Antarctic research bases may not come to mind when someone uses the word "mobile," but the British Antarctic Survey (BAS) has other ideas. When its Halley VI Research Station was threatened by a crack in the Brunt Ice Shelf, it decided to drag the whole thing 14 miles to safety, starting in December 2016. Thirteen weeks later, the facility has arrived at its new home and will be re-occupied when the Antarctic winter ends in November.
The £26 million (US$33 million) Halley VI base has been in operation in various forms since 1956, but in recent years it underwent a major redesign and rebuilding program. Since the interior of Antarctica is virtually one large ice cap, establishing bases poses some unusual problems. Left standing long enough, buildings can become buried as snow and ice accumulates, turning them into underground villages linked by snow tunnels. And that's if the region is a stable one. In others where the ice flows, such as the Brunt Ice Shelf, there's the threat of being carried along with the creeping ice or having it break open into fissures.
To prevent these setbacks, Halley VI was rebuilt as a series of modules like something from a futuristic moonbase. The brightly colored modules rest on telescopic legs ending in giant skis. This allows the linked modules to stand clear of the snow and ice even after a major storm and for the entire base to be packed up and moved periodically using specialized snow tractors.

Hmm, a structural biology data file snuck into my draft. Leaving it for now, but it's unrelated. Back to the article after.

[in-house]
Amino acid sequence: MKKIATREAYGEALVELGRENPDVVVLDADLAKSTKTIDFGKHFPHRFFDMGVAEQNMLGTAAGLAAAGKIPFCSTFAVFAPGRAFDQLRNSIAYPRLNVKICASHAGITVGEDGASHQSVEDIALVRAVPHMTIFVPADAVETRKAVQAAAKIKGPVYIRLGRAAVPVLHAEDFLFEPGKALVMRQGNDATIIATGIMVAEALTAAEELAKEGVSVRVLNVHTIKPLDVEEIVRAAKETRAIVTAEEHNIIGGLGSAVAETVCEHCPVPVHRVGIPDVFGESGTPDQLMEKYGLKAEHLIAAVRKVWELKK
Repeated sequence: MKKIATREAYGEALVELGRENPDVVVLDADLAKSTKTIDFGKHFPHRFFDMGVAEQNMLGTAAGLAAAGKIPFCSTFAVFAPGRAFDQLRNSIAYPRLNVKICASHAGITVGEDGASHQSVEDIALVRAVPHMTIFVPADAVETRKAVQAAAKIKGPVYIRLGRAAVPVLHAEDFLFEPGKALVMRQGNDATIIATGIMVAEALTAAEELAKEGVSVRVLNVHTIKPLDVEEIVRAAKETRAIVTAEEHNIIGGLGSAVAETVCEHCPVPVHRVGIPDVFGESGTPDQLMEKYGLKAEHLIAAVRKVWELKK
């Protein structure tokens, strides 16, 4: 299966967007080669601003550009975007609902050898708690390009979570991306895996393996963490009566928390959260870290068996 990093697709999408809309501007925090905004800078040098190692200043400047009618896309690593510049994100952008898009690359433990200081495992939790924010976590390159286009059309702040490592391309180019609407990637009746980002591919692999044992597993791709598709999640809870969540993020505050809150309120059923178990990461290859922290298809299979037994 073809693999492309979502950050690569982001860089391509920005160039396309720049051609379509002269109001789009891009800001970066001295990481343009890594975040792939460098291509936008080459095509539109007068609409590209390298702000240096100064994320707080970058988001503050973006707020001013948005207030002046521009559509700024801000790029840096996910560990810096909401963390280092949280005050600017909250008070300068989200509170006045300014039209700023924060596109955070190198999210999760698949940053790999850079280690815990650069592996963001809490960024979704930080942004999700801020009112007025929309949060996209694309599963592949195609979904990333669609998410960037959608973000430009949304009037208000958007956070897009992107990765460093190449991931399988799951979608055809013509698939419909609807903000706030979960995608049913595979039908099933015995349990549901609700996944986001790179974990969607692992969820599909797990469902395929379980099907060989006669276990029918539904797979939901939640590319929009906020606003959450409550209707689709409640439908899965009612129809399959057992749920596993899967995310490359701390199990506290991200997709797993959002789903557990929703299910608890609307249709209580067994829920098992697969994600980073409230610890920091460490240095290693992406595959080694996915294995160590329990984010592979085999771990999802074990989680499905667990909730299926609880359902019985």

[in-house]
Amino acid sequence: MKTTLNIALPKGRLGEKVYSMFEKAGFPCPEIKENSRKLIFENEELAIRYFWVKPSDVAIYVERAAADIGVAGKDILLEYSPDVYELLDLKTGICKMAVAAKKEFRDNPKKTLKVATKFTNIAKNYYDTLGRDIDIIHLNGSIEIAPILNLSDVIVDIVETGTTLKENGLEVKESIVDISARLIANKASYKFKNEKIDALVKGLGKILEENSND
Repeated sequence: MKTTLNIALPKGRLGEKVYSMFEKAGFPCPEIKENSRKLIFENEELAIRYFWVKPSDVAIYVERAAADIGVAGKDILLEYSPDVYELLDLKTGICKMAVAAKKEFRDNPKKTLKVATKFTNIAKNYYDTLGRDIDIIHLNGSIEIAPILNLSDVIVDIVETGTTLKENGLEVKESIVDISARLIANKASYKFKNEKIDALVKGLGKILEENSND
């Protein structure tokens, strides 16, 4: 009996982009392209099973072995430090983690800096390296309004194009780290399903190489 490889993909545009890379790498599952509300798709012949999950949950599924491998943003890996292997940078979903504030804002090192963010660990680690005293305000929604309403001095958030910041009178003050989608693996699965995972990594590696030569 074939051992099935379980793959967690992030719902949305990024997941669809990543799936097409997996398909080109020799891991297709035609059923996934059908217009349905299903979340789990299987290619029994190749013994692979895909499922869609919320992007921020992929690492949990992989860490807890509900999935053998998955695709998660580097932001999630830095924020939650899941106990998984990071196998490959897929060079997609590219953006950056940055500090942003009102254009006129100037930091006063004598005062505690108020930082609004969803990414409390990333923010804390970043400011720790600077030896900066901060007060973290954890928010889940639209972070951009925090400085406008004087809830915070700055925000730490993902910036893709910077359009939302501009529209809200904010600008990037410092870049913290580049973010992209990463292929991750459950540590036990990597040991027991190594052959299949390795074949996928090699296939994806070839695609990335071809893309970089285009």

What the BAS didn't count on was having to try out the concept so soon after the new base became operational in 2012. The Brunt Ice Shelf is a floating extension of freshwater ice originally formed by falling snow. Over the years, it flows down to the sea and portions of it calve off the main body to float north. The scientists monitoring the flow noticed that a giant fissure that had been dormant for over 30 years had become active recently and was moving in the general direction of Halley VI.
The discovery of a new and unpredictable crack raised new safety concerns, so playing better safe than sorry, the BAS decided to wind down operations at Halley VI and move it to a new location. During the Antarctic summer, a camp was set up to allow scientific work to continue while other equipment was returned to Britain temporarily. The base was then prepared for the move and the modules were hauled individually to the new site farther inland on the ice shelf and reassembled. The move was originally estimated to last until March or April, but has been completed several weeks early.
With winter approaching, Director of BAS Professor Dame Jane Francis took the decision to withdraw all scientific and support personnel because of the dangers involved should evacuation be necessary in the season of extreme cold and 24-hr darkness. Some of the summer staff will be returning to Britain aboard RSS Ernest Shackleton while others will be relocated to Rothera Research Station on the Antarctic Peninsula and King Edward Point station on South Georgia island. Meanwhile, automatic instruments will continue to gather data at the base site.
The video below shows the move.
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